Chatman helped the Sky reach the WNBA Finals in 2014, and later crawled into the 2016 playoffs with a 18-16 record (2nd in the WNBA East), despite Delle Donne missing the end of the season and the playoffs to undergo thumb surgery. The Sky ownership felt there was insufficient progress toward a championship, and now they move on without either of Chatman or Delle Donne.

Chatman was replaced by Amber Stocks, an assistant coach on the 2016 champion L.A. Sparks’ club. Elena’s trade to D.C. netted the Sky center Stefanie Dolson (a 2015 All-Star in her rookie season), second-year pro Kahleah Copper, and the #2 pick in the 2017 draft, where Chicago chose injured South Carolina center Alaina Coates.

As Atlanta knows well, it’s hard to replace 21.5 PPG. Yet Stocks referred to Copper on media day as “a superstar unfolding before our very eyes,” an unveiling that continues slowly for Kahleah, the small forward getting just 16 minutes of action off the bench in her first game as a Sky player.

Stocks is looking to stack the deck with posts on the floor together. She is looking to pair Dolson with 2016 WNBA All-Rookie center Imani Boyette, and include a third big, Jessica Breland, in the Sky-scraping mix. Whether her strategy to go with super-big frontcourt lineups will work is questionable. But it would help if Chicago had their #2-overall pick to turn to as well.

Coates is likely to miss most of this season, and is apparently un-signed to allow Chicago to maximize its roster space. It’s not out of the question that Coates re-enters herself in next year’s draft. If that happens, Chicago could wind up empty-handed after picking twice in the first round. Their pick at #9, Tori Jankoska, has already been waived after making the roster for one WNBA game.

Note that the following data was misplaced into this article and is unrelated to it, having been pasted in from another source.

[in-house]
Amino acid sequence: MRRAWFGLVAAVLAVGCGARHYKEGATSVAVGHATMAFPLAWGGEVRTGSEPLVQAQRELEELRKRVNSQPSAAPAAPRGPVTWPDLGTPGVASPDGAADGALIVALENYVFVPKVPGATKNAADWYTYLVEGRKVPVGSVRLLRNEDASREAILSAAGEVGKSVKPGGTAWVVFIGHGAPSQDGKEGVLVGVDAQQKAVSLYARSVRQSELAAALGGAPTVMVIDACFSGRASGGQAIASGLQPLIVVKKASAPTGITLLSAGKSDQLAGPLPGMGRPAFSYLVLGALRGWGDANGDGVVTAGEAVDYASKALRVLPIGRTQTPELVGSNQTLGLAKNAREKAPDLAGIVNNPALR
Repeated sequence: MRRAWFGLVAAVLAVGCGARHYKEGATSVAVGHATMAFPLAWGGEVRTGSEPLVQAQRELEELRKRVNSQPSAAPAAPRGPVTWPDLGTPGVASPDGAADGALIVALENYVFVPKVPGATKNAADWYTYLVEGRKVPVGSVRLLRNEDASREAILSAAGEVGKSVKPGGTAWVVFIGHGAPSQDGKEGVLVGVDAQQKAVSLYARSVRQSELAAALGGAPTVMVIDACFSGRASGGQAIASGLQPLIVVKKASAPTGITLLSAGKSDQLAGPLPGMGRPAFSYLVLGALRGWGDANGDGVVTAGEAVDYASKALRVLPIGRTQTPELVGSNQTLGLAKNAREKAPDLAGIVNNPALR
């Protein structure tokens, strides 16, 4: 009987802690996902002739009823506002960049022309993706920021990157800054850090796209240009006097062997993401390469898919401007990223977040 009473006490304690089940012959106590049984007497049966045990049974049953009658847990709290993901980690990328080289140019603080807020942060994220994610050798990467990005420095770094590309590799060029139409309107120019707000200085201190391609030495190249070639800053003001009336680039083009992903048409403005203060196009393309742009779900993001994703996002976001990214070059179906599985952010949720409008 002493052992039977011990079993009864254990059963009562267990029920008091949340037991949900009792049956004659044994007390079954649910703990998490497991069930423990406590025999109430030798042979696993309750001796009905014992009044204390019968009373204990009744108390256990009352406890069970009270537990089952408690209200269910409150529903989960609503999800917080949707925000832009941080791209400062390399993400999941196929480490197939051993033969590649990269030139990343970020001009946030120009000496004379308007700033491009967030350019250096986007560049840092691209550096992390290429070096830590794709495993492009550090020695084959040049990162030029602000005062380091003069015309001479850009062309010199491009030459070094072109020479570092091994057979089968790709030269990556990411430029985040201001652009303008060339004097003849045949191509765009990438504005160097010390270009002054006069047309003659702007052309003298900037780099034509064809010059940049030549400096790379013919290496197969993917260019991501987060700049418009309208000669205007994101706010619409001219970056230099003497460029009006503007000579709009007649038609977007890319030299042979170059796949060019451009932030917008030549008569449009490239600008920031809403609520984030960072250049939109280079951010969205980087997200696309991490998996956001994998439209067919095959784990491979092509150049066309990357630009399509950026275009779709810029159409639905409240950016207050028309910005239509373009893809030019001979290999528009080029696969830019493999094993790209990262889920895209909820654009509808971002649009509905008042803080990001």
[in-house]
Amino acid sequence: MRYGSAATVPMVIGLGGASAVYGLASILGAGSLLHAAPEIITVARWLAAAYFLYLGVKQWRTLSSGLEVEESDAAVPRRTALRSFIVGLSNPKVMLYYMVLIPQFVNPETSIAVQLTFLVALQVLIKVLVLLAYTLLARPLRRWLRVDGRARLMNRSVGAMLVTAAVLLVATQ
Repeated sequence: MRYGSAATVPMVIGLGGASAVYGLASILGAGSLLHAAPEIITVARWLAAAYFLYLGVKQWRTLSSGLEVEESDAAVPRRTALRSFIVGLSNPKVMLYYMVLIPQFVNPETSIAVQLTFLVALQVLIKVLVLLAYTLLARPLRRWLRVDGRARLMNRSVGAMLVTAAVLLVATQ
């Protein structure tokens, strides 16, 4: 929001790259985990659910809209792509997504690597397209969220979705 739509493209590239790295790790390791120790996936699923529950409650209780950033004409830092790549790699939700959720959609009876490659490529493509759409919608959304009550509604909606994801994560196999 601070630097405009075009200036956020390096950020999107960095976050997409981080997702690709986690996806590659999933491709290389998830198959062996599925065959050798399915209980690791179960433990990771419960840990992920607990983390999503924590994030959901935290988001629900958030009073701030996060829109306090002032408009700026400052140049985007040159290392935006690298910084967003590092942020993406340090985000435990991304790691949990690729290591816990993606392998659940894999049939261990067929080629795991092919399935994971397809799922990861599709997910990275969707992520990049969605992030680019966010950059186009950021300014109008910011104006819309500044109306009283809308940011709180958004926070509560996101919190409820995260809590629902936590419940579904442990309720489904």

Jankoska was the victim of a numbers game, as backcourt stars Courtney Vandersloot and Allie Quigley are returning late from obligations in Turkey. Point guard is of more urgent need for the Sky without Jameirra Faulkner, who is out for the season after tearing her ACL in Poland.

At least until Vandersloot and Quigley get up to speed, Stocks is leaning heavily on veteran guard Cappie Pondexter to be the team’s “pusher”, the 34-year-old directing the offense, forcing play inside and making ballhandling decisions in the clutch. The Sky also are looking to former Dreamette Tamera Young and Copper to serve as sparkplugs off the bench.